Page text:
The Bharateeya Diaspora across the globe has of late, begun to show its mettle in the political life of countries of its adoption. It is time to comprehend what it means and how to leverage it?
The Diaspora communities have emerged as one of the important element of foreign policy. They play a particularly important role in soft power diplomacy. The Chinese Diaspora has been a major factor in transformation of China into a modern industrial society. They are the single largest source of foreign investment in China. Jewish Diaspora has exercised powerful influence in shaping US and West European policies towards Israel. Bharateeya Diaspora has played a seminal role in pre and post Colonial India and the region.
Bharateeya migration to the modern countries of Kenya, Uganda, Mauritius, South Africa, and Tanzania started nearly a century ago during the British and French colonial rule. Most of these migrants were of Gujarati or Punjabi origin. There are almost 30 lakh Bharateeyas living in South-East Africa. Bharateeya-led businesses, ranged in the past from small rural grocery stores to sugar mills, are the backbone of the economies of these countries. In addition, Bharateeya professionals, such as doctors, teachers, engineers, also played an important part in the development of these countries.
The Bharateeya emigrant community in the UK is now in its third generation. The UK Census 2011 recorded 1,451,862 people of Bharateeya ethnicity resident in the UK. The main ethnic groups are Kannadigas, Marwaris, Tamils, Panjabis, Gujaratis, Bengalis and Anglo-Bharateeyas. The first wave of Bharateeyas in the United Kingdom worked as manual labourers. However, this has changed considerably. Third and fourth generation immigrants are on the whole proving to be very successful, especially in the fields of law, business and medicine.
United States of America
Emigration to the US also started in the late 19th and early 20th century. Most of these immigrants were Sikhs from the Punjab region. In contrast to the earliest groups of Bharateeyas who entered the US workforce as taxi drivers, labourers, farmers or small business owners, the later arrivals often came as professionals or completed graduate study here and moved into the professions such as academia, information Technology and medicine.
According to Statistics Canada, in 2011 there were 1,260,000 people who classified themselves as being of Bharateeya origin. They are mostly of Punjabi, Malayalee, Gujarati, Marathi and Tamil origin.The first known Bharateeya settlers in Canada were Bharateeya Army soldiers who had passed through Canada in 1897 on their way back home from attending Queen Victoria's Diamond Jubilee celebration in London, England.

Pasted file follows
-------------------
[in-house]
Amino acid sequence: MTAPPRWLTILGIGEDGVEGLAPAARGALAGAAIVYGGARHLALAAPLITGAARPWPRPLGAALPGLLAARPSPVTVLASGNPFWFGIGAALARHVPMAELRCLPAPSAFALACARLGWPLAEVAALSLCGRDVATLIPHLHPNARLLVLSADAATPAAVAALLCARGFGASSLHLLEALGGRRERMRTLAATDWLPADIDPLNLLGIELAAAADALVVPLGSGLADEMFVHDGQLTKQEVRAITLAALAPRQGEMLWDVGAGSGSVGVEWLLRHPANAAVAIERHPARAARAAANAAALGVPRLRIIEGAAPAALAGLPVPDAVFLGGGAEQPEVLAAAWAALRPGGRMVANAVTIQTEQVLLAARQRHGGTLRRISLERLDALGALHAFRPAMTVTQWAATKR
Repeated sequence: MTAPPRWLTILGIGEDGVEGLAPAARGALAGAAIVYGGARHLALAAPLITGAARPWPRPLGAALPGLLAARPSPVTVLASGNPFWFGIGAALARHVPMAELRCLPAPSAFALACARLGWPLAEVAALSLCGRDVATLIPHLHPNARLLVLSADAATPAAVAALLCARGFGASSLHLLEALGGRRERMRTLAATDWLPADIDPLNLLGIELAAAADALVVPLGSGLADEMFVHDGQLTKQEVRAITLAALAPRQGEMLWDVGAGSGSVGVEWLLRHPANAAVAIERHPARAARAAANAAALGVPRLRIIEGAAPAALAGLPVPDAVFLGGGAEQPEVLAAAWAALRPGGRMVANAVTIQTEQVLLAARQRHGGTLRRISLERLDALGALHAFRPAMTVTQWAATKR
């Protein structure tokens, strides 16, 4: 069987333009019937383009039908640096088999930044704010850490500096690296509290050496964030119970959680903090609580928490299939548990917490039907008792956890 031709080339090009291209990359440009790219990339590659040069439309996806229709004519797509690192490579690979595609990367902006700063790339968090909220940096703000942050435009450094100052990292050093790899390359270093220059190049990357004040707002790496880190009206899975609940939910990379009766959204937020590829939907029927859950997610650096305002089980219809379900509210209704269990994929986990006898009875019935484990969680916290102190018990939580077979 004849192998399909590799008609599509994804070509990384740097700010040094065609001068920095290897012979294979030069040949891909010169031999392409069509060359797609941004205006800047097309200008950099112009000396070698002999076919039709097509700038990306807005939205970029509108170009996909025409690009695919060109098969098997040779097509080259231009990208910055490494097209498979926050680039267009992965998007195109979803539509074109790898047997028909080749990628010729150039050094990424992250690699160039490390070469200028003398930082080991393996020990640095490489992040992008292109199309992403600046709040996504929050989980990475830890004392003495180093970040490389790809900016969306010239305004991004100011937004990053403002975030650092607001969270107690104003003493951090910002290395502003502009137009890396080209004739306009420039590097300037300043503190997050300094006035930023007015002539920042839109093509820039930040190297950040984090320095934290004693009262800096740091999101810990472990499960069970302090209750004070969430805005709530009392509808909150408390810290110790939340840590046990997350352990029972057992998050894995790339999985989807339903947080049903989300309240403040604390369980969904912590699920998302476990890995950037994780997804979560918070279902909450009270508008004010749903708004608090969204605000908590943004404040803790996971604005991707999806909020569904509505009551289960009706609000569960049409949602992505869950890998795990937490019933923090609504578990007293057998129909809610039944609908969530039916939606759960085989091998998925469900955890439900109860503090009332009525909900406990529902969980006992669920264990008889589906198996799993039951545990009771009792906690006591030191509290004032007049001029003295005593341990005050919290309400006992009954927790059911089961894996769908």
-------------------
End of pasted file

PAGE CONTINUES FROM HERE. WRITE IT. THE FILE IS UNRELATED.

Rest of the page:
From 1838 to 1917, over half a million Bharateeyas from the former British Raj were brought to the British West Indies as indentured servants to address the demand for labour following the abolition of slavery. The majority of the Bharateeyas living in the English-speaking Caribbean migrated from eastern Uttar Pradesh and western Bihar, while those brought to Guadeloupe and Martinique were mostly from Andhra Pradesh and Tamil Nadu. Bharat-Caribbean's are the largest ethnic group in Guyana, Suriname and Trinidad and Tobago. They are the second largest group in Jamaica, Saint Vincent and the Grenadines and other countries.
Malaysia has one of the world’s largest overseas Bharataeeya populations. Most Bharateeyas migrated to Malaysia as plantation labourers under British rule. They are a significant minority ethnic group, making up 8% of the Malaysian population. Most of these people are Tamils but Malayalam, Telugu, Punjabi and Gujarati- speaking people are also present. They have retained their languages and religion — 90% of ethnic Bharateeyas in Malaysia identify as Hindus. A significant number of the population is Sikhs and the rest are Christians and Muslims.
Bharateeya Singaporeans form 10% of the country's citizens and permanent residents, making them Singapore's third largest ethnic group. Although contact with ancient Bharat left a deep cultural impact on Singapore's indigenous Malay society, the mass migration of ethnic Bharateeyas to the island began with the founding of modern Singapore by the British in 1819. Initially, the Bharateeya population mainly comprised young men who came as workers, soldiers and convicts. By the mid-20th century, a settled community had emerged, with a more balanced gender ratio and a better spread of age groups. Tamil is one among the four official languages of Singapore.
There is a huge population of NRIs in the West Asia. They work as engineers, doctors, lawyers, labourers and for clerical jobs. Unlike in Europe and Americas, most of the countries in the West Asia do not provide citizenship or permanent residency to these Bharateeyas. NRI population in these GCC countries is estimated to be around 60 lakh (2007). Majority of them originate from Karnataka, Kerala, Uttar Pradesh, Andhra Pradesh, Tamil Nadu and Goa. Similarly, Bharateeyas are the single largest nationality in Qatar, representing around 25% of the total population as of 2014. NRI population tends to save and remit considerable amount to their dependents in Bharat. It is estimated such remittances may be over USD 10 billion per annum (2007-2008).
In 2009, it was estimated that there were over 390,894 Australians of Bharateeya origin, of whom 308,542 were born in Bharat. Before roads and road transport were developed, many Bharateeyas had come to Australia to run camel trains and Many Punjabis took part in the rush for gold on the Victorian fields. Bharateeyas also entered Australia in the first half of the 20th century when both Australia and Bharat were still British colonies. Sikhs came to work on the banana plantations in Southern Queensland. Some of these Bharateeyas, the descendants of Sikh plantation workers, now own banana farms. The current wave of Bharateeya migration is that of engineers, toolmakers, Gujarati business families from East Africa and relatives of settled Bharateeyas.